Granada Airport, also known as Federico Garcia Lorca Granada-Jaen Airport (that’s a mouthful), is the airport that serves the city of Granada in Spain. The airport is located near Santa Fe, west of Granada. It was officially named after the poet Federico Gracia Lorca, who was born and raised in Granada.
Granada Airport first began its services back in 1911. The airport continued to operate until the First World War started. During the war, the airport served as a support for military activities, and was equipped with various facilities like workshops, warehouses, telegraph stations and hangars. In 1929, the Granada-Seville route was opened to civilian traffic, but the airport was again taken over for military operations during the civil war. It wasn’t until 1946 that all military activities ceased.
The present day Granada Airport has one terminal, capable of accommodating over a million passengers per year. The single terminal is divided into arrival and departure areas, with both areas equipped with adequate facilities to cater to passengers’ needs. These facilities include a shopping area for travellers in transit, seeking to spend some time walking around.
Restaurant and cafes can also be found in the airport to cater to the hungry, waiting passengers. Meeting room facilities can also be found within the airport for business travellers. A VIP lounge for the aforementioned passengers is also equipped with state of the art relaxation and entertainment gears.
How to get around
Granada Airport provides car rental services and hiring a car is one of the best options for seasoned travellers looking to spend the holiday exploring the city at their own time and pace. Rental companies can be found at the arrival hall of the airport.
Although there is no train station that directly connects the city to the airport, the train stations around the airport can be easily reached by scheduled buses or taxis.
The company known as Autocares Jose Gonzalez provides bus services that ferries passengers to and from the airport into and out of the city of Granada. The buses depart after each arrival flight, traveling to a few locations within Granada City: Granada Bus Station, La Caleta, Jardines del Triundo, Gran Via, the Cathedral, Puerta Real and the Palacio de Congresos. Each bus ride cost 3 Euros and you can purchase the tickets directly from the bus drivers.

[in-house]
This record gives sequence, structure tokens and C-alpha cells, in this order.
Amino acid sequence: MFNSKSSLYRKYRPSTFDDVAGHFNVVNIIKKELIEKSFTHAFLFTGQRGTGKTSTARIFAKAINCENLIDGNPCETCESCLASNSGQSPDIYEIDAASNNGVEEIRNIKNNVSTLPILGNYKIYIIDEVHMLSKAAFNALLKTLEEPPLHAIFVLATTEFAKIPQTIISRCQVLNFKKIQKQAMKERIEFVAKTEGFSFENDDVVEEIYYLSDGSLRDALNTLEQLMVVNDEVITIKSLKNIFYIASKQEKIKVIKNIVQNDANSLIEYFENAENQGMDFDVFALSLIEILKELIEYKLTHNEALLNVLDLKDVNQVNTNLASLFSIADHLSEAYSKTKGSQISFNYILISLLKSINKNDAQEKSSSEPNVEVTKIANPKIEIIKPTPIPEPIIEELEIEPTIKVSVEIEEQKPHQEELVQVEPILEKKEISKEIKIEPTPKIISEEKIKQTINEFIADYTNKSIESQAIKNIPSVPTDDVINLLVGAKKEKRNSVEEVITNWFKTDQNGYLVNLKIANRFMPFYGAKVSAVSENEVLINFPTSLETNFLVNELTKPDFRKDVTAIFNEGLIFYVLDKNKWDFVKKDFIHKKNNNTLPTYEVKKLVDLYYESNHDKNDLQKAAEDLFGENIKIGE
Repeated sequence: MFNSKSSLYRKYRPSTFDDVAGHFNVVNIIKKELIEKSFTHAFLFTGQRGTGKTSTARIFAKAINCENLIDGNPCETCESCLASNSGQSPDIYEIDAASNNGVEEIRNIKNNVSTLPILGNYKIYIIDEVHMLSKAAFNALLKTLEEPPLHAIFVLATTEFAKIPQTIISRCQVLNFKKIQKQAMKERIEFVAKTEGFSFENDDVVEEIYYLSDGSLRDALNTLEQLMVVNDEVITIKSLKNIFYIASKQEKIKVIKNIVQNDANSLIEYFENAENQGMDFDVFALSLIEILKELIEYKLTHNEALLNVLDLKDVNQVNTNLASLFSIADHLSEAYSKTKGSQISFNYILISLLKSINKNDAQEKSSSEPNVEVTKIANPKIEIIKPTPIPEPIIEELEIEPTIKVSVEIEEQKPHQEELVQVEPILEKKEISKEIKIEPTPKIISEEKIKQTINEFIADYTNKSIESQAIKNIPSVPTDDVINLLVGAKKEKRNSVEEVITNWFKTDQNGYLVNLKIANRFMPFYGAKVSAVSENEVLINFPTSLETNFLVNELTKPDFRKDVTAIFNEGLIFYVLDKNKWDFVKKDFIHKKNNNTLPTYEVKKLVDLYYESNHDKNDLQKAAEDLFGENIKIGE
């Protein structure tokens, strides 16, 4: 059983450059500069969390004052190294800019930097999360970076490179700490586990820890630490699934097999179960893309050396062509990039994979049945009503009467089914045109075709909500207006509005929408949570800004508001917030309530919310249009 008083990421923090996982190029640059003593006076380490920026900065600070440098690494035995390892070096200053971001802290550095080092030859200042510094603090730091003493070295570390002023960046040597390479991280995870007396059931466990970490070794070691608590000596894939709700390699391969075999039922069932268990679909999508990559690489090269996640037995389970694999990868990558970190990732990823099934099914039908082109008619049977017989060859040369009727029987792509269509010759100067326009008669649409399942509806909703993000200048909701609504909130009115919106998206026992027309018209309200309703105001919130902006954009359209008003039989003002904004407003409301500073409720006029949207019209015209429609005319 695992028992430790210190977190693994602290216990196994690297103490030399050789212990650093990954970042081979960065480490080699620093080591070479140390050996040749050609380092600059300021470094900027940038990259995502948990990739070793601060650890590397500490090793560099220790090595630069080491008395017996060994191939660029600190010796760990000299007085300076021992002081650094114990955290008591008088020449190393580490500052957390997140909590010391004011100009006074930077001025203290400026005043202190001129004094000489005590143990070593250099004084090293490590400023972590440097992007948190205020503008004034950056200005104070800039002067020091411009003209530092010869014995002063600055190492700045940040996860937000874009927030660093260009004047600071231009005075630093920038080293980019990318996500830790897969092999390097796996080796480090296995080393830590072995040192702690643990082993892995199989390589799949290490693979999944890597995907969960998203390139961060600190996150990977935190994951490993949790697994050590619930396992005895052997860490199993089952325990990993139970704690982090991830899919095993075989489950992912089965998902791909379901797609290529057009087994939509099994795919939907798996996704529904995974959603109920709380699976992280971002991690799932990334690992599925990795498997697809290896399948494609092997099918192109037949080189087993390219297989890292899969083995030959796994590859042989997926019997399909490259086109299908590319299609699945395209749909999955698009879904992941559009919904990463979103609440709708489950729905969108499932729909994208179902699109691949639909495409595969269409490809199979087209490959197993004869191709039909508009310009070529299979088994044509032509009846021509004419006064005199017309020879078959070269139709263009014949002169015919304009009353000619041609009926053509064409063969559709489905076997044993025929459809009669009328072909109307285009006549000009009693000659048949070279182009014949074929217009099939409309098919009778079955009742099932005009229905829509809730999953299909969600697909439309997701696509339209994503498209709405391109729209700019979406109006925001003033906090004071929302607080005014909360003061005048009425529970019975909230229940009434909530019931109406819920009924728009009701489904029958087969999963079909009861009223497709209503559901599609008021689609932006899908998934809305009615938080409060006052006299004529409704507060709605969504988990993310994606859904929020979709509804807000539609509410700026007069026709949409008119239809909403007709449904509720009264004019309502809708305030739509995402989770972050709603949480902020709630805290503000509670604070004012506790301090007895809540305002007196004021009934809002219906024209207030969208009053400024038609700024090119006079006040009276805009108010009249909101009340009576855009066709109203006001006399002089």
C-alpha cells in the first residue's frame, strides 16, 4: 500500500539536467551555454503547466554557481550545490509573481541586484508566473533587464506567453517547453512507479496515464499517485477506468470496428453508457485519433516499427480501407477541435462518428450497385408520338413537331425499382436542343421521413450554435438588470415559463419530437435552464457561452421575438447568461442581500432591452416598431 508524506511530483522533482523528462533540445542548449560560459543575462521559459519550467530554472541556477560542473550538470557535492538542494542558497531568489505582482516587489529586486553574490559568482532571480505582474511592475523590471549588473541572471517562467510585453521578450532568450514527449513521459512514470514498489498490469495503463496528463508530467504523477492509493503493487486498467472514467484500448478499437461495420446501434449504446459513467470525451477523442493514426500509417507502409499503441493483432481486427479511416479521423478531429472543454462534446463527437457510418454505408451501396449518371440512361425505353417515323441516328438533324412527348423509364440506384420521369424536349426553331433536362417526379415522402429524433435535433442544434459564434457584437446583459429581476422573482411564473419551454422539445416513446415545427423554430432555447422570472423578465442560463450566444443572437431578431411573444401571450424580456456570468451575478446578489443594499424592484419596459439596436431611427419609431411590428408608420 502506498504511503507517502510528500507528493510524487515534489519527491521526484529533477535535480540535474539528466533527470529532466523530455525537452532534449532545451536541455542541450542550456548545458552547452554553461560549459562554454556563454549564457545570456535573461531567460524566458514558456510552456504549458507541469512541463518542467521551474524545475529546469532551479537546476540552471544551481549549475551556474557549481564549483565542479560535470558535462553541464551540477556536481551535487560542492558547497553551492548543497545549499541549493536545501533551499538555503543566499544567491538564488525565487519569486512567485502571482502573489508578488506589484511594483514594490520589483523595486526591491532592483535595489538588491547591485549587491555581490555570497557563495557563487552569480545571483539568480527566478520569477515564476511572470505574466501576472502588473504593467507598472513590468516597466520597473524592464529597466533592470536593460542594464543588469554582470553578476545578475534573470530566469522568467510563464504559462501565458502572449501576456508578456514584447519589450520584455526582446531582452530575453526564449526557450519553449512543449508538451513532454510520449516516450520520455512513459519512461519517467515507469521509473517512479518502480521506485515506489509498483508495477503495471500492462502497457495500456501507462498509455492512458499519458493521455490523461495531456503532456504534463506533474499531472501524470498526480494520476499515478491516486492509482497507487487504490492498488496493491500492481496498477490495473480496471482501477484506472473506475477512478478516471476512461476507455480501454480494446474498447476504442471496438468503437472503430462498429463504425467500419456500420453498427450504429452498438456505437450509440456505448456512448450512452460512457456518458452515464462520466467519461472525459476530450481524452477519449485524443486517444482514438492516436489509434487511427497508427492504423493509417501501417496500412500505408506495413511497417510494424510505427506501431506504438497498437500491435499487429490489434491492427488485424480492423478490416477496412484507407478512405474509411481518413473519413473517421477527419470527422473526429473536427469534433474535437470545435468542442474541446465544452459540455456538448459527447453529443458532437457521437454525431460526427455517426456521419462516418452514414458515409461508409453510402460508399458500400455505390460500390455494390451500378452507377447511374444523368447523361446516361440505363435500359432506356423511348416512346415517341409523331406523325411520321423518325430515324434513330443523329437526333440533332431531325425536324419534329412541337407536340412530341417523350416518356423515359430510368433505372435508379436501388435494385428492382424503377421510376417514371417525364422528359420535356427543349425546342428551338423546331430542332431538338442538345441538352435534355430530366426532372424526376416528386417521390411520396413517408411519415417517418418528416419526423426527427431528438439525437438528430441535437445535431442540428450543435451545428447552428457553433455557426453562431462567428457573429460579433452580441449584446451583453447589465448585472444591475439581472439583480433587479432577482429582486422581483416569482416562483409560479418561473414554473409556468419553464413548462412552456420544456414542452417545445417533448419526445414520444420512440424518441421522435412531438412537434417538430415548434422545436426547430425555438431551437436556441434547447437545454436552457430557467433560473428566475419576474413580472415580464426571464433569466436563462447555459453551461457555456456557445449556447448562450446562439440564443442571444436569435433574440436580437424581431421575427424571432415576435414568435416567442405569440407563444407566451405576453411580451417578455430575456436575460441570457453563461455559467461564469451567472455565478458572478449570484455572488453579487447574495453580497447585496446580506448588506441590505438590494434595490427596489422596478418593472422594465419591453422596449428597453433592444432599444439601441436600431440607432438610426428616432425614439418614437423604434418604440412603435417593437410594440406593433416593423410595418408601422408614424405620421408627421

What to see & do
Granada is steeped in history and culture, and is debatably one of the most worthwhile visits for tourists in Spain. On top of the multicultural history, Granada also has a raving nightlife owing to the hoards of students in the city looking to take a break. The best times to visit Granada are during spring and autumn, when it’s neither too hot, nor too cold.
If you are staying in Granada for more than three or four days, the Bono card is a good investment. It has a one week validity and allows you direct entry and a 30% discount to the Cathedral, Capilla Real, Alhambra & Generalife, Monastery of La Cartuja, Monastery of San Jerónimo, Parque de las Ciencias (Science Park) and provides a 25% discount for non-EU citizens who visit the Fine Arts and Archaeological Museum. Each ticket cost about 32.50 Euro if you book it in advance.
All of the locations stated above are some of the must visits of Granada, and with the Bono card, you can enjoy entry into every one of those sites either for free or at a heavily discounted price.
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